Ron Paul never had a chance; but now, with the possible exception of his most committed devotees, I suspect most people will finally admit it. Regardless of what happens in Iowa, the Paul engine has run out of steam. During the debate it pulled into the station and released its final wheeze right alongside the Cain Train.
Obviously, somebody batshit crazy enough to do as told by America’s self-styled prophets of the new millennium is much more attractive to somebody like Barber, say a Rick Perry or a Michele Bachmann. Paul shares some of their views but not enough for extremists. But Paul is far too extremist for America and he has proven it beyond redemption with his willingness to double-down on the Republican War Against Women. Foreign policy is an important factor but for an American president, it must begin with the candidate’s views about his own people, and Ron Paul’s are clearly unsupportable.
As Noah Baron writes over at HuffPo, some liberals are Paul fans, thinking that if conservatives hate him so much, maybe he is not so bad but there are manifest reasons liberals should shun Ron Paul. As Baron notes,
As Ron Paul has increased in popularity in recent weeks, scandals have followed. In particular, Paul’s involvement with wildly racist, anti-semitic and homophobic ramblings in a newsletter he funded and published in the 1990s.
I mean, look at this quote and tell me if this Is a guy a liberal should want in the White House:
“I’ve been told not to talk, but these stooges don’t scare me. Threats or no threats, I’ve laid bare the coming race war in our big cities… The federal-homosexual cover-up on AIDS (my training as a physician helps me see through this one.) … The Bohemian-Grove–perverted, pagan playground of the powerful. Skull & Bones: the demonic fraternity that includes George Bush and leftist Senator John Kerry, Congress’s Mr. New Money… The Israeli lobby, which plays Congress like a cheap harmonica. And the Soviet-style “smartcard” the Justice Department has in mind for you.”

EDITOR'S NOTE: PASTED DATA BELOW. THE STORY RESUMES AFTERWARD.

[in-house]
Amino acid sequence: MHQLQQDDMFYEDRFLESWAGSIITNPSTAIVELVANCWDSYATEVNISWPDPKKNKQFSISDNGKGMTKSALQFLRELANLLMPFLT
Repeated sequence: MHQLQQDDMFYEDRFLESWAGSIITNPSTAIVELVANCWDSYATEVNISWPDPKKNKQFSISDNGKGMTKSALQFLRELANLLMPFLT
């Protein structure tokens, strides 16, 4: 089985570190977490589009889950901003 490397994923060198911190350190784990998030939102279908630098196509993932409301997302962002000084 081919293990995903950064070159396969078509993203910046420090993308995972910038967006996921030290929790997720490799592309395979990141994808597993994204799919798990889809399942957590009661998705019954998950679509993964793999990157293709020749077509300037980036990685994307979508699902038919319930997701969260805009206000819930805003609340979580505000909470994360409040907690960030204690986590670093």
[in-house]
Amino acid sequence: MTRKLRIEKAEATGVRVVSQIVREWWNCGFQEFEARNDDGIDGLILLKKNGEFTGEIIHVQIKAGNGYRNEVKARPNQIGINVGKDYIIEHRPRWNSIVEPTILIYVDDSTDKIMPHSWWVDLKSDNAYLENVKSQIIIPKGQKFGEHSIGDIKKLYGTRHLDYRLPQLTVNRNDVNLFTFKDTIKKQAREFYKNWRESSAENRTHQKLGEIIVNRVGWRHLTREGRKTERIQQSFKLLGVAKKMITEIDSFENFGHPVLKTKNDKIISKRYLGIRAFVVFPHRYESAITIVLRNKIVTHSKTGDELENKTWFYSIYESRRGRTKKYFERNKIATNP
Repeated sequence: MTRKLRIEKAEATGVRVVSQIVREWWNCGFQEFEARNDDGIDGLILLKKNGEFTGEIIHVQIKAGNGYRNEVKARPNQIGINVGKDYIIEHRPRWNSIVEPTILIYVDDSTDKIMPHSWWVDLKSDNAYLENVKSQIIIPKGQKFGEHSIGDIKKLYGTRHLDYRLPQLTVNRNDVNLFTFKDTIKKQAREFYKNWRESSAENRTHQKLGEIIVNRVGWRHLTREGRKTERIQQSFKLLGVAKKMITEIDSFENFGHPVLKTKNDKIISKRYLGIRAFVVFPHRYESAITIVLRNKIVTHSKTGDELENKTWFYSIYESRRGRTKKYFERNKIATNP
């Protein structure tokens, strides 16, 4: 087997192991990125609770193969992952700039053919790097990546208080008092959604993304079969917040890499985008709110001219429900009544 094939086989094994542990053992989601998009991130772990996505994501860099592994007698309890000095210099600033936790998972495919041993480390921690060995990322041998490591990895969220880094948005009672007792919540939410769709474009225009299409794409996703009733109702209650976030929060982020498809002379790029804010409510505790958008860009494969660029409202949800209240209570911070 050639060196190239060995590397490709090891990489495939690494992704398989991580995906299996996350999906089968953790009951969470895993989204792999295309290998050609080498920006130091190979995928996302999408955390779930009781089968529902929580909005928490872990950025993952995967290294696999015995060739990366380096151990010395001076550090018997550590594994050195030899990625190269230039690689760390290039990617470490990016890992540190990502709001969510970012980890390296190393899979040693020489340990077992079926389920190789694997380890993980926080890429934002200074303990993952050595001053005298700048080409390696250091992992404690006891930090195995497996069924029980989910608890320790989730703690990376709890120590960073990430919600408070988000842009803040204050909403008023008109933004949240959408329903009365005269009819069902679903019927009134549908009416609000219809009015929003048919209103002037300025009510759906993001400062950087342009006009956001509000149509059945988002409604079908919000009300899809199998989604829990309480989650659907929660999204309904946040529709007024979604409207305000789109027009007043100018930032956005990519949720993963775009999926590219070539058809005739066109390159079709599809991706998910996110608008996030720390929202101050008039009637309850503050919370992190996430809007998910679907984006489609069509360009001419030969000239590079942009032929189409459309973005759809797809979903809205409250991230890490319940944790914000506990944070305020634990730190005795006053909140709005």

And how about this one?
“They would confiscate our guns… The right of ownership of private property is severely threatened by our own government, but it’s going to be a lot worse if the United Nations gets involved… If the United Nations has their way, there will be a curtailment of our right to practice religion… Eventually we will not have the United States of America and we will be nothing more than a pawn of the United Nations.”
Ron Paul is not an even “OK” candidate from a liberal or progressive stance and he has never been, and it is time for all Ron Paul’s liberal and progressive supporters to wake up to the fact that Paul is a conservative with some libertarian trappings. The fact that he is not batshit crazy enough for religious extremists hardly makes him sane enough for the rest of us – or for America and the world.